The Camino of Santiago
Pilgrimage to Santiago de Compostela
Starts: Madrid | Ends: Madrid
Monasteries of Castile, Burgos, Meet the Camino ( The Way) from Burgos, The Cathedral of Burgos, Leon and St. Isidoro, The Mountains of Galicia, Pilgrims and monasteries, Finisterrae, The End of the World, Celtics and Bagpipes, Galicia and Santiago de Compostela, the University of Salamanca, Avila & St Theresa, Segovia & The Roman Aqueduct & Madrid.
Its itinerary through the north of the peninsula was set out at the end of the 11th century thanks to the efforts in construction and promotion of Sancho III the Great and Sancho Ramírez of Navarre and Aragón, in addition to Alfonso VI and his successors in Castile and León-Galicia. In about 1135, the main roads along this itinerary were described in Book V of the so-called “Codex Calixtinus”.
Of the four French routes, three of them (Paris-Tours, Vézelay-Limoges and Le Puy-Conques) cross over the Pyrenees at Roncesvalles, while the fourth (Arles-Toulouse) does the same at Somport and continues on to Jaca. The Roncesvalles road goes on to Pamplona and both the Navarre and the Aragón routes meet up at Puente de Reina.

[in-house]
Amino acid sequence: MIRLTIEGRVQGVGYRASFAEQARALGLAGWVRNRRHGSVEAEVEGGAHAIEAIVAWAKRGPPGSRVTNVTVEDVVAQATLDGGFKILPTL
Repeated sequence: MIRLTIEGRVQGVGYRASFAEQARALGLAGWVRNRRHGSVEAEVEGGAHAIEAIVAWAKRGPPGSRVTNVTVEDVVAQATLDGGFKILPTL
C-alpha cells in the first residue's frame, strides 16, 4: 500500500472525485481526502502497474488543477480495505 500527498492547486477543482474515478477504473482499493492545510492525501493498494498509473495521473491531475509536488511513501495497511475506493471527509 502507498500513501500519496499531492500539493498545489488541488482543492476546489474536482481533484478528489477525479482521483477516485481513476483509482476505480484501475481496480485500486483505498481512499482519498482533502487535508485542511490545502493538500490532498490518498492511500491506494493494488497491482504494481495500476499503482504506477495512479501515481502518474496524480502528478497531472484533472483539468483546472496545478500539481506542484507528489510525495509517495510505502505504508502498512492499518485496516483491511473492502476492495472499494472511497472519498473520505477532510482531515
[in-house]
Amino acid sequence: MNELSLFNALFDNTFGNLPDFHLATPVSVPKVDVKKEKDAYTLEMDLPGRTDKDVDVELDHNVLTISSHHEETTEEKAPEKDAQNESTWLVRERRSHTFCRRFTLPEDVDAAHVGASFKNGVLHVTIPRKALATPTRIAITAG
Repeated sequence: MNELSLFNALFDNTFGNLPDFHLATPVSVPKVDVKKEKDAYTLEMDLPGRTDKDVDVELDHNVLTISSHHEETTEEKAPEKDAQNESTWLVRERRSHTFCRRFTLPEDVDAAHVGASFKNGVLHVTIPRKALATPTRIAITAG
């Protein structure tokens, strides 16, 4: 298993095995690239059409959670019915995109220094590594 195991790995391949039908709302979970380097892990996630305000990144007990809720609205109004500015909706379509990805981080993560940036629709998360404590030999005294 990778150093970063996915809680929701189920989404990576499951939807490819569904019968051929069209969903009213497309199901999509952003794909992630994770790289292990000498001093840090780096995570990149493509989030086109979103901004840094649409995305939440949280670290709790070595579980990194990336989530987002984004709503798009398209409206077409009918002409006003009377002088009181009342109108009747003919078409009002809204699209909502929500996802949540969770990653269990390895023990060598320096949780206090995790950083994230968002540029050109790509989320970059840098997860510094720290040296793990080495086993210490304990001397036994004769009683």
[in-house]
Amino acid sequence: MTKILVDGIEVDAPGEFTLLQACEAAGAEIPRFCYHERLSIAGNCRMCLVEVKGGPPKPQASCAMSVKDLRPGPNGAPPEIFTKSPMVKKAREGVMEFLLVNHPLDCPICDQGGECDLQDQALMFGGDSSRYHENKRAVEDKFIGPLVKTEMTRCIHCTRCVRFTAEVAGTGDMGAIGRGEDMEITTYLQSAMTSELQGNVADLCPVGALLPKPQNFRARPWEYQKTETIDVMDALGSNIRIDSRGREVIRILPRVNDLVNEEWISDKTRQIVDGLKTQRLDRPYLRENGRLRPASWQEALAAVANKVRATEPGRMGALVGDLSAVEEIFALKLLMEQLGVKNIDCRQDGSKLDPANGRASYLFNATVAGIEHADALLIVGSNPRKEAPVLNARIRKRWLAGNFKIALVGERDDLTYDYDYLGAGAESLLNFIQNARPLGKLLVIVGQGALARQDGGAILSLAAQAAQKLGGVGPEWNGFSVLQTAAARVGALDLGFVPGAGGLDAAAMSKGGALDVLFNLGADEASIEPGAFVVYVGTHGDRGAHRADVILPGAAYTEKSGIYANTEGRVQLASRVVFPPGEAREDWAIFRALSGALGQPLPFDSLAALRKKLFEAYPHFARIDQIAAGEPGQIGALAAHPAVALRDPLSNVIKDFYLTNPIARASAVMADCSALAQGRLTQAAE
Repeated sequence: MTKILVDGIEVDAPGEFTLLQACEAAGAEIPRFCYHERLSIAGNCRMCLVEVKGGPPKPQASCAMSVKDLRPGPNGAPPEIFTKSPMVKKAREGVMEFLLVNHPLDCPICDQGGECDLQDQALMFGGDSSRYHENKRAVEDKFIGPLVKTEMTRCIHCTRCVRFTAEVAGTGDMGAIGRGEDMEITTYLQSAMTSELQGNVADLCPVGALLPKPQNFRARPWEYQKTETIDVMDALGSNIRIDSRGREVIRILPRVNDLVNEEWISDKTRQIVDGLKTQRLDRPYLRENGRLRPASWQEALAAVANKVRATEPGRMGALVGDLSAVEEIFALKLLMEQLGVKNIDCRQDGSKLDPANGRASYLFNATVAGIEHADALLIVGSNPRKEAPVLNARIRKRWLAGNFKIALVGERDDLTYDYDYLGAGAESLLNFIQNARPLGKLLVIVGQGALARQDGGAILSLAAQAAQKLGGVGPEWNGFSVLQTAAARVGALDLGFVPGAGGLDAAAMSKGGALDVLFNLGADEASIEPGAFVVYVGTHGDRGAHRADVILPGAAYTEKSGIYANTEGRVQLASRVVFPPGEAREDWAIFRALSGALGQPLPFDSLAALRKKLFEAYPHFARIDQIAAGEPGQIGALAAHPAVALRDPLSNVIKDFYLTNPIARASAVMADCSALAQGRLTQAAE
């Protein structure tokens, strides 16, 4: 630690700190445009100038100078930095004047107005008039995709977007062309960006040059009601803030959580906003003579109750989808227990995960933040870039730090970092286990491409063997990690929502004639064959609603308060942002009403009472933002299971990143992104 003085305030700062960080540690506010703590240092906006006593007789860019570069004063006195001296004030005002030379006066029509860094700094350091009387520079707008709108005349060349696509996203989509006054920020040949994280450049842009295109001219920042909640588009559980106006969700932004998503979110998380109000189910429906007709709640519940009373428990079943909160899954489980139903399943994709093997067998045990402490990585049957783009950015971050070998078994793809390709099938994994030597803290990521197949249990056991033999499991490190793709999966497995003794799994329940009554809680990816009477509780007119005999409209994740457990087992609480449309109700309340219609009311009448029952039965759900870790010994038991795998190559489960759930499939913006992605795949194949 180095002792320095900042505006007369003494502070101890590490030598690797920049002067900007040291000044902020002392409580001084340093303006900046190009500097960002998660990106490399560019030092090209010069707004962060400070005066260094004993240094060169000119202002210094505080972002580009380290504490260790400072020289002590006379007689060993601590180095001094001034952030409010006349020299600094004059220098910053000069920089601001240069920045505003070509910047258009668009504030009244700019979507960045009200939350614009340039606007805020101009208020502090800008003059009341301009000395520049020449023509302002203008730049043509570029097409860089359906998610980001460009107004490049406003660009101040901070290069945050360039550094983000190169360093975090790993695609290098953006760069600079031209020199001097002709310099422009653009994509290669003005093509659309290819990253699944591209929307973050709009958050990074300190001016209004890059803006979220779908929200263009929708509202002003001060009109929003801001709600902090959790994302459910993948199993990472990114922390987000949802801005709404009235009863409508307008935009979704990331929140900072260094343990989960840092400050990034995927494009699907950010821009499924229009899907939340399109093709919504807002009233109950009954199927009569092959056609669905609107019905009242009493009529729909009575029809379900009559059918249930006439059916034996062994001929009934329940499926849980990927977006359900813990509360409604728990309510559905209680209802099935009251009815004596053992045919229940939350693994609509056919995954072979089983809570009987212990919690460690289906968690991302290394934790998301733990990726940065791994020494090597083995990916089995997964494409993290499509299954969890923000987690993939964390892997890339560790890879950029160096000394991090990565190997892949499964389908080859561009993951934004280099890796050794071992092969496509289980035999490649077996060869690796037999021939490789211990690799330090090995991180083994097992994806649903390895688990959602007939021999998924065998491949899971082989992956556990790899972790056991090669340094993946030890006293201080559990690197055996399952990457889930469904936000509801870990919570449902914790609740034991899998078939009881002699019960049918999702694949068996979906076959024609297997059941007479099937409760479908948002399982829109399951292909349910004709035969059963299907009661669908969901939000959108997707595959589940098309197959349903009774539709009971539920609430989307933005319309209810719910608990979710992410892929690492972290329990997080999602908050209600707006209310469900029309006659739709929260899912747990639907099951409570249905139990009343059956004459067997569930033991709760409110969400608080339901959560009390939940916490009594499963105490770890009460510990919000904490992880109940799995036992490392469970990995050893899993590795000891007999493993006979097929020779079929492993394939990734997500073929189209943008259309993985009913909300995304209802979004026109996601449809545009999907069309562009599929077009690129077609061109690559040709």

From there on, Estella, Logroño, Santo Domingo de la Calzada, Burgos, Castrojeriz, Frómista, Carrión de Los Condes, Sahagun, León, Astorga, Ponferrada, Villafranca del Bierzo along with a large number of smaller towns, become places of renown along St. James’ Way. The pass and village of O Cebreiro lead into Galicia, its landscape and its culture, which owe so much to the Apostle’s tomb and the pilgrimage to it. This pilgrimage transformed the Libredón Forest into present-day Santiago de Compostela, and Galicia’s roads into paths of spirituality, art and culture.
Day 1: Madrid - Burgos
Upon arrival in Madrid, meet your C-tours escort outside the customs hall. Board your coach and transfer to Caleruega, the birthplace of St. Dominic of Guzmán, the founder of the Dominican order, and where we will celebrate mass before continuing on to Burgos. En route, visit the Santo Domingo de Silos Monastery. Upon arrival in Burgos, check in to your hotel. This evening enjoys a welcome dinner and overnight. (D)
Day 2: Burgos - Leon
After breakfast, enjoy a city tour of Burgos and visit the 13th c. Cathedral, with it’s portal, the "Puerta del Sarmental", considered the best example of the gothic sculpture of its century, as well as the tomb of El Cid. Celebrate Mass, then continue on to Leon, the former capital of the region, stopping first in Carrion de Los Condes, to visit the old Monastery. Upon arrival in Leon, a city tour, including a visit to the Basilica of San Isidoro, constructed in the 11th century to house the mortal remains of this Saint, and the ancient convent of Saint Mark, which began as a pilgrim hospital. Check in to your hotel and get ready for dinner at your hotel. Overnight. (B, D)